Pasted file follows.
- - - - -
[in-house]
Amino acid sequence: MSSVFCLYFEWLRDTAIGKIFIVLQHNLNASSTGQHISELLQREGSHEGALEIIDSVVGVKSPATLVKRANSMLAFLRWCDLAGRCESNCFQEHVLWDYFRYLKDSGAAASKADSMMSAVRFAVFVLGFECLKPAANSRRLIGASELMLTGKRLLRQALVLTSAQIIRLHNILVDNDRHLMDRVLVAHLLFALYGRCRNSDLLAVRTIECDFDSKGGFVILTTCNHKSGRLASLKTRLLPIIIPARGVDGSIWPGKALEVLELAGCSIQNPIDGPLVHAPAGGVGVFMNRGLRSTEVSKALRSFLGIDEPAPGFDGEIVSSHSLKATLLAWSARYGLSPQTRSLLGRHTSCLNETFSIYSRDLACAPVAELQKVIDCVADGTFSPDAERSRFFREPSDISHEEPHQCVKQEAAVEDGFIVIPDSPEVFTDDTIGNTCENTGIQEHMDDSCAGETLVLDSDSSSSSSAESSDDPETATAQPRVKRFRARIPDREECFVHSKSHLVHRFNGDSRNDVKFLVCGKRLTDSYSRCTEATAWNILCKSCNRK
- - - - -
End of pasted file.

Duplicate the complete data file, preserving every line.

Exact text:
[in-house]
Amino acid sequence: MSSVFCLYFEWLRDTAIGKIFIVLQHNLNASSTGQHISELLQREGSHEGALEIIDSVVGVKSPATLVKRANSMLAFLRWCDLAGRCESNCFQEHVLWDYFRYLKDSGAAASKADSMMSAVRFAVFVLGFECLKPAANSRRLIGASELMLTGKRLLRQALVLTSAQIIRLHNILVDNDRHLMDRVLVAHLLFALYGRCRNSDLLAVRTIECDFDSKGGFVILTTCNHKSGRLASLKTRLLPIIIPARGVDGSIWPGKALEVLELAGCSIQNPIDGPLVHAPAGGVGVFMNRGLRSTEVSKALRSFLGIDEPAPGFDGEIVSSHSLKATLLAWSARYGLSPQTRSLLGRHTSCLNETFSIYSRDLACAPVAELQKVIDCVADGTFSPDAERSRFFREPSDISHEEPHQCVKQEAAVEDGFIVIPDSPEVFTDDTIGNTCENTGIQEHMDDSCAGETLVLDSDSSSSSSAESSDDPETATAQPRVKRFRARIPDREECFVHSKSHLVHRFNGDSRNDVKFLVCGKRLTDSYSRCTEATAWNILCKSCNRK